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Outline of Ninth Circuit History

  • Florida’s early law was administered by circuit riders, a tradition begun in 12th century England by King Henry II.
  • When Spain ceded Florida to the United States in 1821, in a burst of patriotic fervor the first legislators voted to adopt English Common Law as it existed on July 4, 1776.
  • Lawyers and judges rode a pre-determined, often difficult route or circuit to take justice to the people, according to contemporary accounts.
  • When Florida became a Territory, there were two circuits: West and East.
  • When it became a state the circuits expanded to four: Western, Eastern, Middle and Southern. Orange County (which included much or all of Brevard, Lake, Orange, Osceola, Seminole, Indian River and Volusia counties in those early days) was part of the Eastern Circuit.
  • The Constitution of 1868 divided the state into seven judicial circuits. Orange County (and later Osceola County) along with Brevard and Dade counties, comprised the Seventh Judicial Circuit until 1870, when the number of circuits was reduced by legislative amendment to five, and Orange was placed into the Fifth Circuit.
  • The Constitution of 1885 bumped the number of circuits back to seven, and Orange County was assigned to the Seventh Circuit once again, along with Volusia, Brevard and Dade counties. Two years later Osceola was carved out of part of Orange and Brevard counties and also assigned to the Seventh.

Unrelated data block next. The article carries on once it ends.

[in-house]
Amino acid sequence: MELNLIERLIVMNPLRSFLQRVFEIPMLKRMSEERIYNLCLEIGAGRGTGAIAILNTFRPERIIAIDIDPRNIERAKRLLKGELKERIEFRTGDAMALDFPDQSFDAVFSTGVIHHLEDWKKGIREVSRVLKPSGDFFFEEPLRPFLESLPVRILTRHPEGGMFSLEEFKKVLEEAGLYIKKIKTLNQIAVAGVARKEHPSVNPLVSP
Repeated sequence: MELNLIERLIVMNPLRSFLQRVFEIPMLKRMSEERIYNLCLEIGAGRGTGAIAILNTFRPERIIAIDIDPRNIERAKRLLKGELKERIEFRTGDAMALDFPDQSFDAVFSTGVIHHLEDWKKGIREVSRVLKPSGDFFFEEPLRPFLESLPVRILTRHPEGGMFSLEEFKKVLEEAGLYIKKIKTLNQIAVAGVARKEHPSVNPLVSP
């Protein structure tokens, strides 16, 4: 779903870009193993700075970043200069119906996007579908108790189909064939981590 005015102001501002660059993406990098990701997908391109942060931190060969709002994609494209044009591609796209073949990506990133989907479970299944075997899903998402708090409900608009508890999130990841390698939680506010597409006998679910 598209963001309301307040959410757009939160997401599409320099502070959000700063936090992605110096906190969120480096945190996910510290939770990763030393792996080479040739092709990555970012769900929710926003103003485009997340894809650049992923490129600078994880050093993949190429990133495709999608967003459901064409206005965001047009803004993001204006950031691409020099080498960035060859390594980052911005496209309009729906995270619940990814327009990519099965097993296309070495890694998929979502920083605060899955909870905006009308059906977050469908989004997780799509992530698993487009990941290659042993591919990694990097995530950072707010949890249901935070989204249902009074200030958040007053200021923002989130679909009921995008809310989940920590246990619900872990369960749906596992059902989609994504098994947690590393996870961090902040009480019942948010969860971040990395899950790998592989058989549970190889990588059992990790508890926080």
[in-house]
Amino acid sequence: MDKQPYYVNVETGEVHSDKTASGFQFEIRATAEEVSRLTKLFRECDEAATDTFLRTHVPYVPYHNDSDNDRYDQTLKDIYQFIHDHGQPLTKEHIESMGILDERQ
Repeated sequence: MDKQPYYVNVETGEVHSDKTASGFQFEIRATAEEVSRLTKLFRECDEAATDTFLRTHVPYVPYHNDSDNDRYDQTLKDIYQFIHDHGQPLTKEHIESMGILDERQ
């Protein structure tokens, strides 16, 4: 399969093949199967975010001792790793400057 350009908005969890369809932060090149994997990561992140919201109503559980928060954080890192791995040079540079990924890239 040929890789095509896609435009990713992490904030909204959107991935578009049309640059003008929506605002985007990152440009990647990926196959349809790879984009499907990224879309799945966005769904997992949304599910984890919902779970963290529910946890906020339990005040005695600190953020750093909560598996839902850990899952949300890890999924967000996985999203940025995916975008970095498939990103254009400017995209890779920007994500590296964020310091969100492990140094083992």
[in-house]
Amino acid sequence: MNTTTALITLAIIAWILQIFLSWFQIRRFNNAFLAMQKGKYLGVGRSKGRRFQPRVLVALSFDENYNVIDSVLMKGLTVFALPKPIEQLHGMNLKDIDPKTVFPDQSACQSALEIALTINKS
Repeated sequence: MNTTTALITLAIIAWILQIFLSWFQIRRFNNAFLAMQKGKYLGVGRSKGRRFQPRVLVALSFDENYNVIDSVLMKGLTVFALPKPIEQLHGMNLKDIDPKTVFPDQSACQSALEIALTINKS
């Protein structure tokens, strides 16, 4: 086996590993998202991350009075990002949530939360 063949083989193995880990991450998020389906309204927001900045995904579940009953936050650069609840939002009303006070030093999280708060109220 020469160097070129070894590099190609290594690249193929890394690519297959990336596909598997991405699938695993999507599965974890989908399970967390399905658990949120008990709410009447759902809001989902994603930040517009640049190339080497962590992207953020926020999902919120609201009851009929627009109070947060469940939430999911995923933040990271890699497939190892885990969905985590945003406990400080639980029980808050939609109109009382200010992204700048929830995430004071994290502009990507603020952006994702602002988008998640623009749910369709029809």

• In 1911, the legislature established 11 circuit courts, with one judge assigned to each, and the original Ninth Circuit was created, containing Washington, Holmes, Calhoun, Jackson and Bay counties. Orange, St. Lucie, Brevard, Volusia, Osceola and Orange were all in the Seventh.
  • In 1919, Orange, Osceola and Lake Counties became part of a specially created Seventeenth Circuit. The Revised General Statutes of 1919, states that “There shall be fourteen judicial circuits… fourteen circuit judges and fourteen State Attorneys.” Then, on the next page, where the revisions begin, fifteen circuits are named, along with a footnote saying the seventeenth judicial circuit was created, composed of Orange, Osceola and Lake.
  • In 1934, the Legislature moved to reduce the number of circuits in the state to 15, and the Ninth Circuit was totally changed to include Orange, Osceola, Seminole, Brevard, St. Lucie, Indian River, Martin and Okeechobee counties.
  • In 1973, in a major revision to Article V of the Constitution, and a major restructuring of the judicial circuits, the Ninth was changed once again, to include only Orange and Osceola counties, as it does today.